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Saving history: Barn Doctors straighten, salvage and make old barns look as good as new

SLAYTON -- For Aaron Barritt, fixing up barns isn't just a job, it's a way of life.

"I've been doing it ever since I was 12 years old, and I'm 45 now," he said. "I took it over for my mom and dad."

The business was originally called Barritt & Sons Construction, based in Fulda.

"Basically, years ago, the insurance adjuster in Fulda asked if they could straighten a barn, and that's how it got started," Barritt explained.

In more recent history, the business name was changed to Barn Doctors to reflect the business' specialty.

"The John Deere referral magazine did an article on it some years ago and called us the barn doctors," Barritt said. "That's when I renamed it that."

As the Barn Doctors, Barritt and his crew travel a five-state area in their quest to revitalize farm buildings with their special brand of structural surgery. A job generally begins with a consultation.

"We go and look at 'em and check them all over, see what they want done, then suggest what should be done and go from there," he said. "... It's not a lot different than working on a house."

Each job is different, and Barritt never knows what he's going to find. One job might involve simply jacking up a structure and putting a new foundation under it, while the next one entails rebuilding the entire barn almost from the ground up.

Occasionally, they have to tell the owner that the building isn't worth saving..

"I did one in South Dakota a few years ago, the only thing holding it up was one cable," Barritt recalled. "I was scared to go inside it. In some cases, it's cheaper to build new."

But money isn't always a consideration for barn owners. If a structure has sentimental value, people are willing to pay the price to have it restored.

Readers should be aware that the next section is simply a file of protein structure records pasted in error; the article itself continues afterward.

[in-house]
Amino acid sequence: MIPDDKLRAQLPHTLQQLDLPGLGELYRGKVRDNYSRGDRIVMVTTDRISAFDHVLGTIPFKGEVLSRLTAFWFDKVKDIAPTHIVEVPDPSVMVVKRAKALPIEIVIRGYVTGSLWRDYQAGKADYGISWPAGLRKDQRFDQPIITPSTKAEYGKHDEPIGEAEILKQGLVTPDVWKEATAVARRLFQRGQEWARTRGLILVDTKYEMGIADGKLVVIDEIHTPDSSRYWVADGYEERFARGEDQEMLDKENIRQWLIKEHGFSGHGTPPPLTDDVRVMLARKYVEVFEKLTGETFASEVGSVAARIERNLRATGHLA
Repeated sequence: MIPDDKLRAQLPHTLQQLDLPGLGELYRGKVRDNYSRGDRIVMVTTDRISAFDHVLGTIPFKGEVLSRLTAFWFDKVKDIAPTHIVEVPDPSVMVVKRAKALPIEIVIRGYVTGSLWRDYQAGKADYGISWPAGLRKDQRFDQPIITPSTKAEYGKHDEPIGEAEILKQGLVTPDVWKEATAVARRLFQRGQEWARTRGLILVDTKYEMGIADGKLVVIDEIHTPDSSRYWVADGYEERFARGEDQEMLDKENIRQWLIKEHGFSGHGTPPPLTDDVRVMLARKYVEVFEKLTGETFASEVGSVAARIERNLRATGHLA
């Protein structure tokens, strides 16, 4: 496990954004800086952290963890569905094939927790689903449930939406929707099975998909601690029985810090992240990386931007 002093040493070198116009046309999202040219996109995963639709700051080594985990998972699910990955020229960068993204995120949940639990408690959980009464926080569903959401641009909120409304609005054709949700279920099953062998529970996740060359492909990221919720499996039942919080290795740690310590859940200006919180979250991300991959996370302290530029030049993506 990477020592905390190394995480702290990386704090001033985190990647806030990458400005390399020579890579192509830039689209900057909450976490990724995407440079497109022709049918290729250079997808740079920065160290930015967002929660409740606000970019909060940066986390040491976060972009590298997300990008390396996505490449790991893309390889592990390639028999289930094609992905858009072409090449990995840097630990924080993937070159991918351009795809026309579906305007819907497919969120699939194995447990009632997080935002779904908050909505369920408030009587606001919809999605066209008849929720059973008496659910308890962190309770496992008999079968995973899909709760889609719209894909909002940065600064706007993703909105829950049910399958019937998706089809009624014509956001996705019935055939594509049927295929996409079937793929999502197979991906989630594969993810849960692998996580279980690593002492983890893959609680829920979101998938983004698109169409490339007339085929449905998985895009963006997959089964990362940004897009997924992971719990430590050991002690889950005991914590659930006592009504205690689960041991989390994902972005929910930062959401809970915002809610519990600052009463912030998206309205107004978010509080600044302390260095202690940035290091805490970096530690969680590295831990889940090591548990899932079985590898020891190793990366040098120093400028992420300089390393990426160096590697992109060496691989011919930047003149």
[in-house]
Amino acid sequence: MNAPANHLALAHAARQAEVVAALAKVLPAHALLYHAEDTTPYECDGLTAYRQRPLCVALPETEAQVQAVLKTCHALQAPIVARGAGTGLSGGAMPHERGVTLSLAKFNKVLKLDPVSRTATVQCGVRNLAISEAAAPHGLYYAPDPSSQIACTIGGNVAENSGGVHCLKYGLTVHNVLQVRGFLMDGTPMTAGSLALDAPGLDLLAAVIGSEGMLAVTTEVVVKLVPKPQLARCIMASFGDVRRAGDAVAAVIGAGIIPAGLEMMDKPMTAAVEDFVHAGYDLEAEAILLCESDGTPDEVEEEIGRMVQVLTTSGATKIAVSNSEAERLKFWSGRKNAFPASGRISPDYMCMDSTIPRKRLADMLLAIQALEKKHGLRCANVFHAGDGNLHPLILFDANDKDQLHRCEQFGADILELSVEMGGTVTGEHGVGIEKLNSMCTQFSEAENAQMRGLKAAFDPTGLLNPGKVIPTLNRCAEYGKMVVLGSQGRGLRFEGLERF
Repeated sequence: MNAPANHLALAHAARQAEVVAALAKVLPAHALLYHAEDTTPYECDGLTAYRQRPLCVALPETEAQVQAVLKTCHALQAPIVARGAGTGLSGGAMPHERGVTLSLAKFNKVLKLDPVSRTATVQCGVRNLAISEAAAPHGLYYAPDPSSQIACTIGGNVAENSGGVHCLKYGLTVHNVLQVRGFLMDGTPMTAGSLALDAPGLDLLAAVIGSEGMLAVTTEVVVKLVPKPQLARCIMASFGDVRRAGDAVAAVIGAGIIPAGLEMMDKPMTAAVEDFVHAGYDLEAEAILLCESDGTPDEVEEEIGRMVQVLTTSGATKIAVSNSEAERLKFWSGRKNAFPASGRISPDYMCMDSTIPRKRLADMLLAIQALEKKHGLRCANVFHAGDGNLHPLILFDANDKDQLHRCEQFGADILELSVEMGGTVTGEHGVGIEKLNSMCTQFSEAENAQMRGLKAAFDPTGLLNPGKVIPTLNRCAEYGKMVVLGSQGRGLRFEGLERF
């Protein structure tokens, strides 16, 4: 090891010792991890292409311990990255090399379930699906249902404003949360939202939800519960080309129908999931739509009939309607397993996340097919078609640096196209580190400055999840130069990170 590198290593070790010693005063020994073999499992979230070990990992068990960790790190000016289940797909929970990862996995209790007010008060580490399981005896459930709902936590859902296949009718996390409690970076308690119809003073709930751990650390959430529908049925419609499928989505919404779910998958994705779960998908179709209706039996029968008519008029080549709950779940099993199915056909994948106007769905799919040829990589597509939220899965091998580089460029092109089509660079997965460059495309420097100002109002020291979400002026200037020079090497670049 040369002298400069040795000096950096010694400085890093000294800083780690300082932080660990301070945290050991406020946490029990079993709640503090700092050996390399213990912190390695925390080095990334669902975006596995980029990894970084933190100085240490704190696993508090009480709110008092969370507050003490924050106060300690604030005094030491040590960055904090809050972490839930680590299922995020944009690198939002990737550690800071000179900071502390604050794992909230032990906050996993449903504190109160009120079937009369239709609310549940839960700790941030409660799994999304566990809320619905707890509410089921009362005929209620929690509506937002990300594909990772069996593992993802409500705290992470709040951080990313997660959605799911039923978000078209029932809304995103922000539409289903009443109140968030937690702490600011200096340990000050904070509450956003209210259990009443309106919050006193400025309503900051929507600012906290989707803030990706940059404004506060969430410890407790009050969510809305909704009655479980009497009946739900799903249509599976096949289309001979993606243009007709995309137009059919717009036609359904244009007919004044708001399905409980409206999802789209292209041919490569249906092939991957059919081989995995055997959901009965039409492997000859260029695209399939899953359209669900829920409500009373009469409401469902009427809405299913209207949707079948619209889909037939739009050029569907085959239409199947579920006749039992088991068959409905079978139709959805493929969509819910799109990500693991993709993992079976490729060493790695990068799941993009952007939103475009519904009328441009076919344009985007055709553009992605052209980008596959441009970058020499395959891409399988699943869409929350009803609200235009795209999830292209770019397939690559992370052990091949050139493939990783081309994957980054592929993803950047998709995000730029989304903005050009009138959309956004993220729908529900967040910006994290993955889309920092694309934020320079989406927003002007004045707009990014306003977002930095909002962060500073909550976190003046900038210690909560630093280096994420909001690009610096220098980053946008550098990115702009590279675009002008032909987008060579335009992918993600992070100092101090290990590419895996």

"We get a lot of them where their dad built the barn, and they're going to keep it no matter the cost," Barritt said.

As far as he is aware, the oldest structure the Barn Doctors have worked on is an 1850 barn in Cape Girardeau, Mo.

"Some of them, they can go back on their deeds and stuff, but a lot of them they can't figure out how old they are," Barritt explained. "Then you get these guys who are 85 and 90 years old, who can tell you exactly when it was built."

Barn Doctors was also involved in restoring two barns that were honored recently by the Friends of Minnesota Barns: One, owned by Gary and Marjory Becker of Marshall, was a runner-up in the Barn of the Year competition; while the barn owned by David and Marlyce Logan of rural Pipestone received the competition's top honor.

Another interesting job involved taking apart a barn, piece by piece, numbering each piece, and then rebuilding it at the Iowa State Fairgrounds in Des Moines. Barritt is especially appreciative of working on barns in Iowa, where there is a concerted effort and grant money for barn restoration.

"They have the barn foundation down there, so the state pays for half of it, so we probably get more of them in Iowa than in Minnesota," he said.

Barn design is very regional, Barritt noted.

"You'll get in one area, and they may have rounded roof barns, and you'll get 15 miles away and it's all hip roof barns," he described.

In southwest Minnesota, where the wind and weather take their toll, one of the most common fixes is straightening a barn. Although many such jobs are seasonal, Barritt keeps busy all year round, maybe taking a couple of weeks off during the December holidays.

"I run two crews," he detailed. "I've got a guy who's worked for me for 19 years now who runs the other one. He does more of the concrete work. Another guy has been with me for 14 years, another for about eight years. It probably takes four to five (workers) on a project. We do a lot of just twoday jobs, go in and fix rafters in a machine shed or something like that. ... I try to keep one crew going all winter. We just took a lot of snow off roofs."

Weather definitely plays a role in how busy the Barn Doctors are at any given time.

"Fifteen years ago, when Grand Forks flooded, that was the biggest year we ever had; we had 15 buildings propped up at one time," Barritt recalled.

"We like tornadoes, snowstorms," he added with a laugh. "The only thing we don't care for is the rain in the spring, because we can't get anything done."

For more information about Barn Doctors, phone Barritt at (507) 425-2879.

Beth Rickers

Beth Rickers is the veteran in the newspaper staff with 25 years as the Daily Globe's Features Editor. Interests include cooking, traveling and beer tasting and making with her home-brewing husband, Bryan. She writes an Area Voices blog called Lagniappe, which is a Creole term that means "a little something extra." It can be found at  

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